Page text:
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Chris LoCurto

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July 13, 2011

Can You Fix Culture?

At a recent EntreLeadership here in Nashville, this question came up: “If I don’t have the culture I want with behavior, attitude and work ethic, how do I go back and fix that?”

The answer is…you can’t. That’s right. You can’t fix it. You can only go forward and create the culture you want. You see, to fix culture would mean spending time on each and every situation trying to turn it around. That, my friends, would be a massive waste of time. Instead, let’s change the culture. So to get the behavior, attitude and work ethic you want, you have to instill the right kind of culture that fosters exactly that. You need sweeping changes.

Now, I usually spend hours with businesses walking them through the process that fits them. But since this is a blog post, I’ll give highlights that should help you get the ball rolling. Trust me when I say that you need to do a lot of writing:

  • Start with you. – You have to realize that you are the reason the culture is the way that it is — unless you inherited the business. Therefore, you have to start figuring out what it is about you that allowed it to get this way. Was it fear? Was it busyness? Or was it just plain ignorance? Ignorance isn’t bad if you fix it. Most of the time I find that owners and leaders were never taught how to do culture right in the first place. Either way, make a list of things you believe caused the culture to be the way it is.
  • What’s the problem? – What exactly is wrong with the culture? If it’s behavior and attitude, is there a ton of gossip? In the post Champions! I talk about how gossip is a cancer that will tear your organization apart and will keep champions from working there. Why do people gossip? Sometimes it’s because they don’t believe their leader will actually listen and help fix the problems. Doesn’t make it right, but it does help to find the root cause. Next list, what’s wrong with your business that resulted in this bad culture?
  • And the winner is… – Number the list of issues in order of importance. Now tackle the top three. Everything else can wait because you can’t do all things at once. Unless you only have three issues. But the heaviest hitting problems must be addressed now. Create lists of everything that needs to happen to turn those situations around. Starting with El Numero Uno. Pray over it like crazy. Get advice from people you trust, who know more about this than you do. Then tackle it with the proper amount of pressure or finesse.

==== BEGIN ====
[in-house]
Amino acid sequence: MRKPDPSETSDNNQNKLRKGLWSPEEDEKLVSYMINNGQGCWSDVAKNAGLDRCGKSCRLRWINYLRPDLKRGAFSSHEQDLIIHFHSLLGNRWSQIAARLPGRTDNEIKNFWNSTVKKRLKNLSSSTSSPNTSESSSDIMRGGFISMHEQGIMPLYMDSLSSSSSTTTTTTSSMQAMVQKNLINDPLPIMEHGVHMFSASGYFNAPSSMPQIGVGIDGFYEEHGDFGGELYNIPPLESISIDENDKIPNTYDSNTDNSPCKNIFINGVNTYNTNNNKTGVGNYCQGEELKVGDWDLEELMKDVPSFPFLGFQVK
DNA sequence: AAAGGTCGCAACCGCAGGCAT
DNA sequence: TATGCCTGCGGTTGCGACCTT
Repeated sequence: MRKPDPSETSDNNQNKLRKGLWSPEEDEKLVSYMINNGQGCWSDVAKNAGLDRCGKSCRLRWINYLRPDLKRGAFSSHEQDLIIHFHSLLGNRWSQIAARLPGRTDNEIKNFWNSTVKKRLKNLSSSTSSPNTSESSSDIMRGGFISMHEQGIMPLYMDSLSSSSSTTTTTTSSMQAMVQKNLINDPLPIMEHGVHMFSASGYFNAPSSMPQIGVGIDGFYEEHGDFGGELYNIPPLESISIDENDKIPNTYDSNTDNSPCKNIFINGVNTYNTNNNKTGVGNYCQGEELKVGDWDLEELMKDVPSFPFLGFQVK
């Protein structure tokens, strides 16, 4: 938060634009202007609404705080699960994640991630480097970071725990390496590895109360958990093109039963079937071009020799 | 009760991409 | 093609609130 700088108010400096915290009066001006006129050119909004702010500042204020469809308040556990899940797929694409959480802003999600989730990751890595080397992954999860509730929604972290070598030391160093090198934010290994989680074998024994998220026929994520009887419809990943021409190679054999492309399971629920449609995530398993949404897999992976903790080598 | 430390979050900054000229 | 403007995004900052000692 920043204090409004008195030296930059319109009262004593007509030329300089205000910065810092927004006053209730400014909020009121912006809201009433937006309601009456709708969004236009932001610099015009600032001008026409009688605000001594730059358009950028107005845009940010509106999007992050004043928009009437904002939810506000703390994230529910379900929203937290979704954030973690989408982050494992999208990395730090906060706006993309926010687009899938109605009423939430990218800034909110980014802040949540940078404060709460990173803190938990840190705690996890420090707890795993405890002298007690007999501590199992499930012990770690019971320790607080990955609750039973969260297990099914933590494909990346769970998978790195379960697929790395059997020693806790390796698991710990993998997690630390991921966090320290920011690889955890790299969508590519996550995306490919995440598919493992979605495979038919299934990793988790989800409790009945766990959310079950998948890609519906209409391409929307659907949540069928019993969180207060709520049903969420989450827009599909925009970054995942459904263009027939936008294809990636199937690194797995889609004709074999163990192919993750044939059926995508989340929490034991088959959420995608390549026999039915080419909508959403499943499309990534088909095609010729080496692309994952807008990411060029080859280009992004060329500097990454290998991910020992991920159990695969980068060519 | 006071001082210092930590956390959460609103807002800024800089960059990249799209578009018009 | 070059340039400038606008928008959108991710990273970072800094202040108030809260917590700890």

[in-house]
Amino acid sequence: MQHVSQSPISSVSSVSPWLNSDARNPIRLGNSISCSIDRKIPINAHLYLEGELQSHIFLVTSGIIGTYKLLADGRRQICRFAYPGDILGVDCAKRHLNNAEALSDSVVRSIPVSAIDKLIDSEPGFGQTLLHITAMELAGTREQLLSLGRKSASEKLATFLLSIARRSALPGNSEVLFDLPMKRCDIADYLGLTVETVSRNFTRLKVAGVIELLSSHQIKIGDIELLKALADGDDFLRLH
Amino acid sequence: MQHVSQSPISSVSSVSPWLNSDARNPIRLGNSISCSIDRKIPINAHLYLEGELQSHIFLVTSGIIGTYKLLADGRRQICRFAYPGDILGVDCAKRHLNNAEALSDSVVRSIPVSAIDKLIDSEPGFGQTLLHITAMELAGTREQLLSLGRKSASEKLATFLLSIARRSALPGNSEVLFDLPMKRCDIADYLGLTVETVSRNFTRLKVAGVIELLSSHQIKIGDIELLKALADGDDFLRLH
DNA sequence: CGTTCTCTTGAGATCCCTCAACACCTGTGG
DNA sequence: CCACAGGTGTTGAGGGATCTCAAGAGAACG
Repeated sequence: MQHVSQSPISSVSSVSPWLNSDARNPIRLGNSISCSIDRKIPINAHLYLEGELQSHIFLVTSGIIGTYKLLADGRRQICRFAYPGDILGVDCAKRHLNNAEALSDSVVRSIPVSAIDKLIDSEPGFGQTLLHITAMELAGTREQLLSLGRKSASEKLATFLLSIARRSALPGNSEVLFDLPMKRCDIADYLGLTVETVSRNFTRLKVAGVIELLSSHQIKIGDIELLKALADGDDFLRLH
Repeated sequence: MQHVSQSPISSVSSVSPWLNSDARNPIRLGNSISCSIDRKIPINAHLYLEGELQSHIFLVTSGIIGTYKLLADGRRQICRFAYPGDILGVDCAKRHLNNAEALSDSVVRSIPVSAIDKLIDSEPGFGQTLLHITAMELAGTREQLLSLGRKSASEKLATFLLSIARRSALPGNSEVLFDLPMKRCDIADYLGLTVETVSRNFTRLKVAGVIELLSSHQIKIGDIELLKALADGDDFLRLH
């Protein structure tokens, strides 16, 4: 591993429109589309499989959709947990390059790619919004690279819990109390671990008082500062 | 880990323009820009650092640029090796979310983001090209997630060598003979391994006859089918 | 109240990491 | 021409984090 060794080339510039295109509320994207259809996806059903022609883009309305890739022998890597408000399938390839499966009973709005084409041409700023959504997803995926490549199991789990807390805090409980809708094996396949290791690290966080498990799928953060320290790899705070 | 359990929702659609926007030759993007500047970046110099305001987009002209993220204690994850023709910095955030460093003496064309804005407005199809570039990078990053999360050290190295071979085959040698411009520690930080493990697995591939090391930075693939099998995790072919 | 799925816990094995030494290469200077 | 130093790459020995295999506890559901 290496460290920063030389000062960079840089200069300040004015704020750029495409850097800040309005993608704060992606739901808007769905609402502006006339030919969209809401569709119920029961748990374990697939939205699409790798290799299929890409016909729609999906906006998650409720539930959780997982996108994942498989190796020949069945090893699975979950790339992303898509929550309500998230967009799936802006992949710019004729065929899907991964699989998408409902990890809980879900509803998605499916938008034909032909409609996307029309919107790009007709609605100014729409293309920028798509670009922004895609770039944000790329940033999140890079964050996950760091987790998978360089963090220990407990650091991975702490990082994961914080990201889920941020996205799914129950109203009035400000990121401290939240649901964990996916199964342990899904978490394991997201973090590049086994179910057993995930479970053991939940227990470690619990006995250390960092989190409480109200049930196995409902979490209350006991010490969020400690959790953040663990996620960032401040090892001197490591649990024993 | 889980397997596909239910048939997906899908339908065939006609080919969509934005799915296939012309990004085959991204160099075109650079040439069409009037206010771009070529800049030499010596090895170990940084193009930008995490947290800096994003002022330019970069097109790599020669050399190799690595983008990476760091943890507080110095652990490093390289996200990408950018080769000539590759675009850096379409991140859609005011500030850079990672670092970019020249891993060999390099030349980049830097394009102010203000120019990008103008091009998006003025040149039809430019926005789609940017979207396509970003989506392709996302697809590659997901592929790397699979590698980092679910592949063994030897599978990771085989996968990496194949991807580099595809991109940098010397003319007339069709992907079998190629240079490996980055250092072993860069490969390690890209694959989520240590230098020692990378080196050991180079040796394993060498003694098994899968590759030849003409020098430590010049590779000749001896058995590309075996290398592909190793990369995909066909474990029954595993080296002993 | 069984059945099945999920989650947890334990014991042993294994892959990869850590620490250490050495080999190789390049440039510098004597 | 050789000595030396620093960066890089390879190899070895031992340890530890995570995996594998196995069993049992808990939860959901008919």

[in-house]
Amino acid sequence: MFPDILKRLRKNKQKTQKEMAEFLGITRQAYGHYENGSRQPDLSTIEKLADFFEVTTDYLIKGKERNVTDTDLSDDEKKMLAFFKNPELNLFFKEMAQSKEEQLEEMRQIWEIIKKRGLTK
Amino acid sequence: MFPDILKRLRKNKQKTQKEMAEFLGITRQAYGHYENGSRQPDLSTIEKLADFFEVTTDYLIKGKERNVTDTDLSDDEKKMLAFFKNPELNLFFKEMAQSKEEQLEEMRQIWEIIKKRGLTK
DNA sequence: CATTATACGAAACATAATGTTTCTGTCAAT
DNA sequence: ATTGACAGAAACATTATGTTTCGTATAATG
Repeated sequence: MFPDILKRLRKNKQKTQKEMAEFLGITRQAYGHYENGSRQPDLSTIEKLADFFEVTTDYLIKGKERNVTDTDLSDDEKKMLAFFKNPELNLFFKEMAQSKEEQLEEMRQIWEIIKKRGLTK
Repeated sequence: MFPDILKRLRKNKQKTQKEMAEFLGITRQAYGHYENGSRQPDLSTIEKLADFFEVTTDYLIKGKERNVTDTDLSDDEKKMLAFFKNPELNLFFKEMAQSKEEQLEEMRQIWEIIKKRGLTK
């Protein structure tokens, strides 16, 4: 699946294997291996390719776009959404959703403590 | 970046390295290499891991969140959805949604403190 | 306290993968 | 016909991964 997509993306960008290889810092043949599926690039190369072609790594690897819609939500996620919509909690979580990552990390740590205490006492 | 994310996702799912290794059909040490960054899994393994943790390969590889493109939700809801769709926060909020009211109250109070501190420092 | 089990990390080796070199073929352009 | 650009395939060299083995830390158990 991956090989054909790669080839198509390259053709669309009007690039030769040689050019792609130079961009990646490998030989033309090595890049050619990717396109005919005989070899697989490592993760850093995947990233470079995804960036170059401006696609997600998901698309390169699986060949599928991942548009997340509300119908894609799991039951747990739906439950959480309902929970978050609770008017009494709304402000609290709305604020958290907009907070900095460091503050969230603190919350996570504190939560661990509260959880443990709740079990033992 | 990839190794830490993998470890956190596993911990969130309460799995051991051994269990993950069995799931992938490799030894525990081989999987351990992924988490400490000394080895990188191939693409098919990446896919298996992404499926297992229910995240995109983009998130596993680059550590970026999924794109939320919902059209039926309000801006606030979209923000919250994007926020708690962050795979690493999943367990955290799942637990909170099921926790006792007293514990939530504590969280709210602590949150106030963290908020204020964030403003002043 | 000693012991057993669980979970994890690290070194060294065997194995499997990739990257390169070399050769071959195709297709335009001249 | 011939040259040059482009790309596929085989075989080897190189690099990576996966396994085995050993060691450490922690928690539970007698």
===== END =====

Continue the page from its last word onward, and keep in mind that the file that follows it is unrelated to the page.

• Get buy-in. – You can either tell people about the changes you’re making and hope they change with you, or you can get buy-in from them. Explain to the team how bad the culture is and ask them for ways to fix it. Now, you already have some of those answers on your lists. But you’re doing this to get the much-needed buy-in from your team. Allow them to come up with ideas and give them credit. That will build respect in your team for you and your leadership, and it will become a self-policing situation with the culture. They will begin to see how things can get better, and they will fight to keep it that way.

As you implement, remember that culture isn’t created overnight. You’re bad culture wasn’t. Be patient, but not lazy. Walk forward every day as if the culture has changed. This will be a sign to your team that you are serious about providing an environment where they can flourish.

Question: What bad culture experiences have you had?

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  • http://lgthaxton.wordpress.com Louise Thaxton

    Great post! And I think that too many times I have tried to do exactly what you said I cannot do – FIX THE CULTURE! I agree with one of your commenters who said you need to EXPOUND on this. The blog is a great place for me to start – thanks again for your great leadership insights.

    • http://Chrislocurto.com Chris LoCurto

      I would love to put more out there on it. What would you like to see?

  • http://jenpeterson.wordpress.com jenpeterson